The Turkish Ministry of Transport on Wednesday announced it was lifting its embargo on flights between Turkey and the Sulaimani International Airport, located in the Kurdistan Region.
“The Sulaimani flight ban will be lifted on Jan. 25. Istanbul-Sulaimani flights will be serviced seven times a week,” Transport and Infrastructure Minister, Cahit Turhan, was quoted as saying by Anadolu Agency.
Ankara’s ban has been in effect for over a year and came following the Kurdistan Region’s independence referendum in September 2017. It first included both the airports in the capital of Erbil and Sulaimani as part of an international travel ban imposed by Baghdad. However, in March 2018 after Baghdad lifted its ban, Turkey agreed to resume flights only to Erbil.
Ankara’s continued embargo was based on allegations that both the Patriotic Union of Kurdistan (PUK) and the Gorran (Change) Movement – the dominant two parties in the province of Sulaimani – had been providing support for the Kurdistan Workers’ Party (PKK). The PKK is Kurdish group fighting for broader rights in Turkey which Ankara, the United States, and the European Union have designated a “terrorist” organization.
Despite appeals and concerted efforts by Sulaimani and airport authorities, Ankara extended the embargo by three additional months in late December. In early January, Iraqi President Barham Salih, a leadership member of the PUK, visited Turkey and was reported to have brought up the issue during a meeting with President Recep Tayyip Erdogan.
In tandem with diplomatic efforts, Sulaimani’s security forces (Asayish) – which the PUK has significant authority over – continued a months-long crackdown on Tavgari Azadi, a party with apparent links to the PKK.
In late November, security in Sulaimani closed multiple offices of Tavgari Azadi in the city and elsewhere in the province. The party alleged that the move had come on the orders of the PUK.
More recently, Sulaimani Asayish also blocked the screening of a PKK-related film at a public park theater and arrested some present, some of whom were reported to have been members of the PKK-affiliated group. Three days prior to this, security closed down the city’s Salim Cinema for planning to screen the same film.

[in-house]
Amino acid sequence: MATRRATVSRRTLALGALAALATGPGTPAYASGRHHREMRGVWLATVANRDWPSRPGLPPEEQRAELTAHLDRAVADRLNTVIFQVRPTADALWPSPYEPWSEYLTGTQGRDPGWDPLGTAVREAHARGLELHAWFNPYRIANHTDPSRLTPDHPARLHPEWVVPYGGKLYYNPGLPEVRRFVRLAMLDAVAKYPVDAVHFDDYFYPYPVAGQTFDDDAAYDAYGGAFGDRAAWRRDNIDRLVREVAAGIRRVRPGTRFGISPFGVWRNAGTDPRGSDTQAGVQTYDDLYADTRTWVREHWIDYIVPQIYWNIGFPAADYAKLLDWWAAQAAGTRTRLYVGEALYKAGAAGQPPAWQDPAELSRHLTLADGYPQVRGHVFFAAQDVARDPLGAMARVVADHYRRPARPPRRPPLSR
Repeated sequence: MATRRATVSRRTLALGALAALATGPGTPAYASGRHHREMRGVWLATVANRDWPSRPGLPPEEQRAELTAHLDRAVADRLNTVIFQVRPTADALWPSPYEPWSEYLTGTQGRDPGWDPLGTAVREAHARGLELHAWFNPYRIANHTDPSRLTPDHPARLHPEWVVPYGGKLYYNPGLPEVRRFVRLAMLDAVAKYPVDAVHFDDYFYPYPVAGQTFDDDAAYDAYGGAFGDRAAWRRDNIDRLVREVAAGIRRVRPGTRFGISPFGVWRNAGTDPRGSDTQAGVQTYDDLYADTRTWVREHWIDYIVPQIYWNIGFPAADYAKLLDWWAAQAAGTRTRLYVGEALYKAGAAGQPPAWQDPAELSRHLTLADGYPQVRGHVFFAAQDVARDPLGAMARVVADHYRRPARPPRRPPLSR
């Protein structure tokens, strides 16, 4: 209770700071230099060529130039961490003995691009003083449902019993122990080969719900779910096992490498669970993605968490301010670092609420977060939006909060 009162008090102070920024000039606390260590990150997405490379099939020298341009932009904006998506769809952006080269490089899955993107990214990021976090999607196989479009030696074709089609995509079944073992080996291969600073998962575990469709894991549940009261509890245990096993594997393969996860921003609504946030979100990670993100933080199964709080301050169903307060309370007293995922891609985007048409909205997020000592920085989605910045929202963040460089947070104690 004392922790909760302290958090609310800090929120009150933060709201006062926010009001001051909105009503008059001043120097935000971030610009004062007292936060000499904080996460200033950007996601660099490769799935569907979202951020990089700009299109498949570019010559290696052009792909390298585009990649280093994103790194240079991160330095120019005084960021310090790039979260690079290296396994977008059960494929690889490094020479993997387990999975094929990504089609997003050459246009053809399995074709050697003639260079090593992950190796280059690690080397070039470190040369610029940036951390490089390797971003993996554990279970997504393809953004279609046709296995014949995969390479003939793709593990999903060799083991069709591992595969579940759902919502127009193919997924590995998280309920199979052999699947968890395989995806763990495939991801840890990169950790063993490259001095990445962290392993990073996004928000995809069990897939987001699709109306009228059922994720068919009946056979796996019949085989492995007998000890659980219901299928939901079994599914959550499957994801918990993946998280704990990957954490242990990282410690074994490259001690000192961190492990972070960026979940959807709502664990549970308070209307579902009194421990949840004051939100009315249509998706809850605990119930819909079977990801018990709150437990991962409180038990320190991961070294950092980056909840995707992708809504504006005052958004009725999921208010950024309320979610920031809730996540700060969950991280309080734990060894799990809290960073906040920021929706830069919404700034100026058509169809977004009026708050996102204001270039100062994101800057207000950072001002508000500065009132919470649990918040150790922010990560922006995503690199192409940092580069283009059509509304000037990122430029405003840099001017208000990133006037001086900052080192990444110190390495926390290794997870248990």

Local authorities say that the reasoning behind their campaign against Tavgari Azadi’s political activities is based on them not being a registered party in the Kurdistan Region. The party claims, however, they had submitted the required documentation to be officially recognized as a political entity to the Kurdistan Regional Government’s (KRG) Interior Ministry and that the closures were a clear act of appeasement toward Turkey.
The law dictating the processing of such paperwork states that the Interior Ministry will review the documents of claimants within 30 days of their submission. Upon approval, the Interior Ministry is to report to the council of ministers for another review and give their final ruling on the matter within 45 days.
If the ministerial council fails to respond within the appropriate timeline, the applicant is duly recognized as an official entity. However, it is unclear if the party’s submission made it past the Ministry of Interior’s background checks.
This could presumably explain the disparity of the two sides’ claims, as the authorities could argue the language of the law, claiming that the Council of Ministers never received the application and thus, an implicit approval for officialdom was never given.
The timing, however, would seem to suggest something more than a mere clerical issue.
Whatever the status of Tavgari Azadi, for Sulaimani’s authorities and the PUK specifically, one thing is clear: the embargo caused significant financial hardship for the province’s government and people.
“The Turkish flight ban has damaged Sulaimani airport’s revenue by $5.4 million over the past year,” Tahir Abdullah, Director of Sulaimani Airport, said in a press conference.
According to Abdullah, imports dropped by 73 percent and exports by 82 percent in 2018, a major blow to an airport that had previously been collecting approximately fifteen thousand dollars per days in customs and other fees.